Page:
Michigan’s Lead Drinking Water Protections Survive Legal Challenge
DETROIT, MI – Michigan’s Lead and Copper Rule, passed to prevent future disasters like Flint’s lead in drinking water crisis, was upheld in court. The nation’s most protective lead standard, which helps keep lead out of drinking water, survived all but one yet-to-be decided legal challenge from cities and water utilities. Chief Judge of the Michigan Court of Claims Christopher M. Murray said “the arguments raised by the plaintiffs sound more in the nature of matters that could have—and in fact appear to have been—addressed during the public comment period." The Natural Resources Defense Council (NRDC) and The Great Lakes Environmental Law Center (GLELC) filed an amicus brief in support of the Michigan law.
The following is a reaction by prominent Michigan water advocates:
Jeremy Orr, Natural Resources Defense Council (NRDC):
“Every Michigander has a right to safe, sufficient, and affordable drinking water, and today’s ruling goes a long way toward protecting that right. The lawsuit brought by Jim Nash and others was a reckless attempt to repeal one of our state’s strongest drinking water protections—the Lead and Copper Rule, which helps keep toxic metals out of our drinking water. These protections are critical to securing safe drinking water for communities across the state and ensuring that a disaster like the Flint water crisis never happens again.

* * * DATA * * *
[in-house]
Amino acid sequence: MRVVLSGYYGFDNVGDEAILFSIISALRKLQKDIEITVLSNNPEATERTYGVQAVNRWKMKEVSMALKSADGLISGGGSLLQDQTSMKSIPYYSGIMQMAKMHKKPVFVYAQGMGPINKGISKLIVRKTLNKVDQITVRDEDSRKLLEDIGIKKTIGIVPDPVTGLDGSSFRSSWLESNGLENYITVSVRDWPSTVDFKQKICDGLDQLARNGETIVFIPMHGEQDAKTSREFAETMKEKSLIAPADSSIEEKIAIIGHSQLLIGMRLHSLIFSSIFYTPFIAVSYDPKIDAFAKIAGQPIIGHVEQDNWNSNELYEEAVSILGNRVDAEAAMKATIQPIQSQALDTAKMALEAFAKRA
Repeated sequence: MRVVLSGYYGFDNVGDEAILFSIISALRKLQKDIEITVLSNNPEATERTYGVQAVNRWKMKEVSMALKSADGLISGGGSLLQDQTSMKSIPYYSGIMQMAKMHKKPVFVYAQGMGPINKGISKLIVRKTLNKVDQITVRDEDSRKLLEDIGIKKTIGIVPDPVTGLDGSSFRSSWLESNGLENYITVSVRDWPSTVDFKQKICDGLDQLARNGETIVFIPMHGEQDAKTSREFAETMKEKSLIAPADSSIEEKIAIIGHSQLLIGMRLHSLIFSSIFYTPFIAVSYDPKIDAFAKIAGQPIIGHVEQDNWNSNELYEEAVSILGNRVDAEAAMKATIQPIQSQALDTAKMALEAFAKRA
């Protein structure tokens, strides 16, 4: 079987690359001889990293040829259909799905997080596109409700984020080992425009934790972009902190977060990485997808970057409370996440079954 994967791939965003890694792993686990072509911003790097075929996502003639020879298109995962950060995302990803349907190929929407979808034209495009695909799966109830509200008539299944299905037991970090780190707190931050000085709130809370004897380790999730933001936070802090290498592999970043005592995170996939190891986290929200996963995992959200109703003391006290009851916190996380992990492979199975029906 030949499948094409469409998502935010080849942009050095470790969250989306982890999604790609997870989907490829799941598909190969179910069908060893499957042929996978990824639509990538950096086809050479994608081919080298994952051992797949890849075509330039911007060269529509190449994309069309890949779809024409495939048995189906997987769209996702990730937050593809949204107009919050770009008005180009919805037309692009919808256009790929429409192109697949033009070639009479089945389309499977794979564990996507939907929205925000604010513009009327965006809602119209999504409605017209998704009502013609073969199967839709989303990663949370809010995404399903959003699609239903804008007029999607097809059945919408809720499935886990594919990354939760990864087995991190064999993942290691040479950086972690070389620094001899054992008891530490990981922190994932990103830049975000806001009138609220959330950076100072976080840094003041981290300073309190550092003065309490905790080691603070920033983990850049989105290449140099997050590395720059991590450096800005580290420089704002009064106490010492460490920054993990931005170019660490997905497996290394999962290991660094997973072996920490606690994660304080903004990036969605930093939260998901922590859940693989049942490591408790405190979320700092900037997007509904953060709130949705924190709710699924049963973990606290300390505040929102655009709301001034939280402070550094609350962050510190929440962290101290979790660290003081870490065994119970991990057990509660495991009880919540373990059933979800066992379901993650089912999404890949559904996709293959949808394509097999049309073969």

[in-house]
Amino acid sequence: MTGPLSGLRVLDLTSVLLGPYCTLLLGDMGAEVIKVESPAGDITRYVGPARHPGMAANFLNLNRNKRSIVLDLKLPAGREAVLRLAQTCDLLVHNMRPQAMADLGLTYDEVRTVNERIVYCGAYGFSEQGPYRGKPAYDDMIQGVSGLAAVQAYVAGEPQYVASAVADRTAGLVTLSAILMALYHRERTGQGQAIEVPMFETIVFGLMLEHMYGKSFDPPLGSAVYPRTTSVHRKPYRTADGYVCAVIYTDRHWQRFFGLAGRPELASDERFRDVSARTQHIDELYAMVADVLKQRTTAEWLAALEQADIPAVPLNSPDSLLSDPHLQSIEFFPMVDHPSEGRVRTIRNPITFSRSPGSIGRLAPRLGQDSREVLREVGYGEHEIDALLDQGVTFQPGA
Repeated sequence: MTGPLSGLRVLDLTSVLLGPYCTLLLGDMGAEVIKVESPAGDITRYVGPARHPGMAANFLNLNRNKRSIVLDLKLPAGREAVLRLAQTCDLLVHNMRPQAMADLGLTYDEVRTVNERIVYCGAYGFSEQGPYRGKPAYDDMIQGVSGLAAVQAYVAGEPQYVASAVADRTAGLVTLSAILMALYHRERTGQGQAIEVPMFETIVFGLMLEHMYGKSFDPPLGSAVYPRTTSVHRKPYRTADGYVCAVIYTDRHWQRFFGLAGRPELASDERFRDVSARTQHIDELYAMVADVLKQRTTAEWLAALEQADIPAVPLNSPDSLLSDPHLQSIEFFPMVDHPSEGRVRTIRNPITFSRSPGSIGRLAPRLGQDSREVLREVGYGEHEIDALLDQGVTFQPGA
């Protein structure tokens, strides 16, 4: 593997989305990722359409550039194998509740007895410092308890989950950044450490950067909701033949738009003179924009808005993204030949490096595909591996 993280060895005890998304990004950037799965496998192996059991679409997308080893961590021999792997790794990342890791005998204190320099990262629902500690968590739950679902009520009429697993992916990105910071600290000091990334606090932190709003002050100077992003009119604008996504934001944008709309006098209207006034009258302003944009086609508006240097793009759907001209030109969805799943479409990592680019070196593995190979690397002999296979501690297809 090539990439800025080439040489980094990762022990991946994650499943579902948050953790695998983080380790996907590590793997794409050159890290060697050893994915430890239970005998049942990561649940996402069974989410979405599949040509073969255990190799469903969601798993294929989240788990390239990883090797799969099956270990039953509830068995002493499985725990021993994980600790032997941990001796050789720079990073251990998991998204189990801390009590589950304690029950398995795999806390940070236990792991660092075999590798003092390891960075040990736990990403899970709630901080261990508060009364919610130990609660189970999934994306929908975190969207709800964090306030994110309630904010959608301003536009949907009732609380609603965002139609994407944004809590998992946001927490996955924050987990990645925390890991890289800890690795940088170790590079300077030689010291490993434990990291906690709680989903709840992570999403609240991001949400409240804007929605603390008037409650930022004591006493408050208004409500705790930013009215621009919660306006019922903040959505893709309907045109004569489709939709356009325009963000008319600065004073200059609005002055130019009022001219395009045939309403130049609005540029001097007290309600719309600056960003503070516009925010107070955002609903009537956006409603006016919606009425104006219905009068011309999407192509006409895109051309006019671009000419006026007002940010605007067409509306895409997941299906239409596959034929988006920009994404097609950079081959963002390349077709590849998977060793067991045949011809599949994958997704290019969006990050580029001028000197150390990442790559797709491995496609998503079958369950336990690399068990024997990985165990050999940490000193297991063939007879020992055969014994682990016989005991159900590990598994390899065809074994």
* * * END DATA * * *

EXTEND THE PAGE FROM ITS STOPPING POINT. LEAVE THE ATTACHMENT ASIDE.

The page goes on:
“Looking ahead, we remain willing to work with cities and utilities to find funding sources to replace dangerous lead water lines and to make other water system upgrades. We share a goal of securing safe and affordable drinking water throughout Michigan.”
Nick Leonard, Executive Director of the Great Lakes Environmental Law Center:
“We cannot adequately protect our most vulnerable residents, such as pregnant women and infants, by treating our drinking water to prevent the corrosion of lead pipes. It's important that all communities, particularly communities of color and low income that generally experience high rates of lead poisoning, start down a path to replacing all lead service lines as soon as possible.
“Key requirements in the revised lead and copper rule are starting to be implemented. For example, water systems are just starting to take additional tap samples do assess the lead contamination caused by the lead service line outside of the home. Additionally, at the start of 2020, water systems must submit an initial assessment describing where lead service lines are in their territory. These key, new requirements will enable residents and the State to more fully assess the risk that lead in water presents to public health.”
The lawsuit challenging Michigan’s Lead and Copper Rule was filed by the Great Lakes Water Authority, City of Livonia, Detroit Mayor Mike Duggin, Oakland County Commissioner Jim Nash, along with the Detroit Water and Sewage Department and the Oakland County Water Commission.
Challenge to State Rules Stirs Up New Michigan Lead In Drinking Water Crisis (Dec. 11, 2018)
The Natural Resources Defense Council (NRDC) is an international nonprofit environmental organization with more than 3 million members and online activists. Since 1970, our lawyers, scientists, and other environmental specialists have worked to protect the world's natural resources, public health, and the environment. NRDC has offices in New York City; Washington, D.C.; Los Angeles; San Francisco; Chicago; Bozeman, Montana; and Beijing. Visit us at www.nrdc.org and follow us on Twitter @NRDC.
The Great Lakes Environmental Law Center (GLELC) is a Detroit-based nonprofit that offers community education, policy support, and various legal services to address environmental, resource, & energy issues affecting communities in and around Detroit, all over Michigan, and throughout the Great Lakes region. Visit GLELC at www.glelc.org.